The following link leads to a very nice Part 1 summary of the recent research history (from about 1968 to about the late 1990's) on the stability of the WAIS, and which includes a very nice video by NASA about Rignot et al's 2014 research on this topic:

https://etherwave.wordpress.com/2014/05/22/a-historical-primer-on-wais-collapse-part-1-early-history/#comment-7466

I look forward to seeing Part 2 of this summary when it is posted.
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wili

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Re: Potential Collapse Scenario for the WAIS
« Reply #164 on: June 09, 2014, 05:46:20 PM »
SkS has a nice commentary on the new Climate Crocks video on WAIS collapse, which has appearances by Archer, Alley, Rignot, Hansen and others.

https://www.skepticalscience.com/new-video-meltwater-pulse-2b.html
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Re: Potential Collapse Scenario for the WAIS
« Reply #165 on: June 09, 2014, 06:30:11 PM »
Very nice video indeed:

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Anne

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Re: Potential Collapse Scenario for the WAIS
« Reply #166 on: June 10, 2014, 07:31:35 PM »
A search on the forum suggests this hasn't been posted before. This from Science Daily suggests that Thwaites Glacier is also subject to variable geothermal heat from below:
Quote
The UTIG researchers had previously used ice-penetrating airborne radar sounding data to image two vast interacting subglacial water systems under Thwaites Glacier. The results from this earlier work on water systems (also published in the Proceedings of the National Academy of Sciences) formed the foundation for the new work, which used the distribution of water beneath the glacier to determine the levels and locations of heat flow.
In each case, Schroeder, who received his Ph.D. in May, used techniques he had developed to pull information out of data collected by the radar developed at UTIG.
According to his findings, the minimum average geothermal heat flow beneath Thwaites Glacier is about 100 milliwatts per square meter, with hotspots over 200 milliwatts per square meter. For comparison, the average heat flow of the Earth's continents is less than 65 milliwatts per square meter.
The presence of water and heat present researchers with significant challenges.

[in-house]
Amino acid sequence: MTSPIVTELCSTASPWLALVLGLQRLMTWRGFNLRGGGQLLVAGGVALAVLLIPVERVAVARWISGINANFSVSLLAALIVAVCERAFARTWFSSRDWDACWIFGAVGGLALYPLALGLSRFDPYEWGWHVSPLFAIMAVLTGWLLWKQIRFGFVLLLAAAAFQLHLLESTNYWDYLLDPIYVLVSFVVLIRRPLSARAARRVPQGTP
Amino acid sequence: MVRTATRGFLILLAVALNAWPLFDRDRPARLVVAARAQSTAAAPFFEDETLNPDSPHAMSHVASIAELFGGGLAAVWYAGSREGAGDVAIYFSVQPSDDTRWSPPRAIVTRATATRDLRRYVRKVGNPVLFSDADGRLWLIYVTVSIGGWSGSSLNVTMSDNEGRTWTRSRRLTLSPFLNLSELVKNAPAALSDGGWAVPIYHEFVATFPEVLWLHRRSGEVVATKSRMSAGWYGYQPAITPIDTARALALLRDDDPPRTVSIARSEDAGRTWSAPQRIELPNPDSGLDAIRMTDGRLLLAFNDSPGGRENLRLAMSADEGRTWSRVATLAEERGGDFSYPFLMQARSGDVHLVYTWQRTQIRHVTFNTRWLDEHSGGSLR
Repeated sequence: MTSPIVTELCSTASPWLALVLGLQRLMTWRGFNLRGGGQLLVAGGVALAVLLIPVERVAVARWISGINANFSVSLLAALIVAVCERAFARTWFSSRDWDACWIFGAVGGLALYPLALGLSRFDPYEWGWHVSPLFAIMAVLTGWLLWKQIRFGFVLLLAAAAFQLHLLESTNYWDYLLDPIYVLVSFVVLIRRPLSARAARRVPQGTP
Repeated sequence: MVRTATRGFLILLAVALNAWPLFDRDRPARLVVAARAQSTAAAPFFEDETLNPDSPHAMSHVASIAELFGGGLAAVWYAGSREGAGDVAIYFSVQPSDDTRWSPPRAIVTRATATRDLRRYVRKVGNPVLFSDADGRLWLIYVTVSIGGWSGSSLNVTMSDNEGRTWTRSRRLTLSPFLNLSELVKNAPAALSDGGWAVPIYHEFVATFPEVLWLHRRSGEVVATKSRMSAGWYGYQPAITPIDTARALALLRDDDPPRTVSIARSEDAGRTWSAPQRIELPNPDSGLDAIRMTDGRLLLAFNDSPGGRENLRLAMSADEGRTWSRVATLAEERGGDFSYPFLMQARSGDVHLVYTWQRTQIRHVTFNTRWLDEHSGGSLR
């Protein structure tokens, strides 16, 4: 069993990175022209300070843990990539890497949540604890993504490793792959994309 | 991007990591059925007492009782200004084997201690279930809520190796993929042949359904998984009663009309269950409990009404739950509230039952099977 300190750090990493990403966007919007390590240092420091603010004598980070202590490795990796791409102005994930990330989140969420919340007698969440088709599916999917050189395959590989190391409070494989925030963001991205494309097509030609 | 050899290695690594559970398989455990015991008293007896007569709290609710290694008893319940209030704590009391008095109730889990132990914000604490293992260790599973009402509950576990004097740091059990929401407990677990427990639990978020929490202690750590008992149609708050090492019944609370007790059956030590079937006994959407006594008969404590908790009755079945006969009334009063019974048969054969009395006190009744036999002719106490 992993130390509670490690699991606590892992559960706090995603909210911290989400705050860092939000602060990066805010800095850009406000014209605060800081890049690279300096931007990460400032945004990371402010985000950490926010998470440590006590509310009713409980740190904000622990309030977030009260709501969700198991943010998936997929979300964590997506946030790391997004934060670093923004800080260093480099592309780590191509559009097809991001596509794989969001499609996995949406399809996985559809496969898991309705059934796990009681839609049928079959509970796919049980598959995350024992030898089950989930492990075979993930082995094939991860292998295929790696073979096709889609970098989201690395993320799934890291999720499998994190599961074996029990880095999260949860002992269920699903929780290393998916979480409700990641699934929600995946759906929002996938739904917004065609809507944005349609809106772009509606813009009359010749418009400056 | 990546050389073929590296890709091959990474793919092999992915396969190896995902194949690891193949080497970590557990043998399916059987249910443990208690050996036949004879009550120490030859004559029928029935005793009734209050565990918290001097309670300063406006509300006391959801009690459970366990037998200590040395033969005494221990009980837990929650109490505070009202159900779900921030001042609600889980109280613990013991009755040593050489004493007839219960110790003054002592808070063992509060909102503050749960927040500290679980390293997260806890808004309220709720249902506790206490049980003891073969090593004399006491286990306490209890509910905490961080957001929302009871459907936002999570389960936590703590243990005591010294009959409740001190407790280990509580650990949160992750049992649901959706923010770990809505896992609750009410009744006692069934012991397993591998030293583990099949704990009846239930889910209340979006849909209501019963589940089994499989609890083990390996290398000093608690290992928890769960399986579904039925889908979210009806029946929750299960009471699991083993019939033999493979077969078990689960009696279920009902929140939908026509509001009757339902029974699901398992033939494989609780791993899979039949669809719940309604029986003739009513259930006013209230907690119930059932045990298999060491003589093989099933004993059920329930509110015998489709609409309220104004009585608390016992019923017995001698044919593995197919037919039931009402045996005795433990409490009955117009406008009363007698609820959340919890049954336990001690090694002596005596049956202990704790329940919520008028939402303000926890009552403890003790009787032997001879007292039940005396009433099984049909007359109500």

"The combination of variable subglacial geothermal heat flow and the interacting subglacial water system could threaten the stability of Thwaites Glacier in ways that we never before imagined," Schroeder said.
Science Daily report here: Link

Full paper:
Dustin M. Schroeder, Donald D. Blankenship, Duncan A. Young, and Enrica Quartini. Evidence for elevated and spatially variable geothermal flux beneath the West Antarctic Ice Sheet. PNAS, June 9, 2014 DOI: 10.1073/pnas.1405184111
http://www.pnas.org/content/early/2014/06/04/1405184111

AbruptSLR

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Re: Potential Collapse Scenario for the WAIS
« Reply #167 on: June 10, 2014, 08:28:15 PM »
Anne,

Thanks for the post.  I made a parallel post in Reply #37 of the "Subglacial Lake and Meltwater Drainage System" thread at:

http://forum.arctic-sea-ice.net/index.php/topic,404.0.html

However, this is an important reference and posts about it belong in this thread and the PIG/Thwaites 2012 to 2040-2060 thread.

Obviously, as more ice mass is lost and more magma flows in beneath the BSB, and as the Thwaites ice velocities increase, the subglacial meltwater drainage system will become a critical factor, which I believe directly contributed to the Fall 2012 "Surge" event for the Thwaites Ice Tongue (see the Surge thread, Reply #73 and the link below):

http://forum.arctic-sea-ice.net/index.php/topic,21.100.html

Thanks again,
ASLR
« Last Edit: June 10, 2014, 08:43:22 PM by AbruptSLR »
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wili

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Re: Potential Collapse Scenario for the WAIS
« Reply #168 on: June 10, 2014, 08:59:41 PM »
(Please see my question about this on the other thread.)
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AbruptSLR

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Re: Potential Collapse Scenario for the WAIS
« Reply #169 on: July 07, 2014, 07:36:48 PM »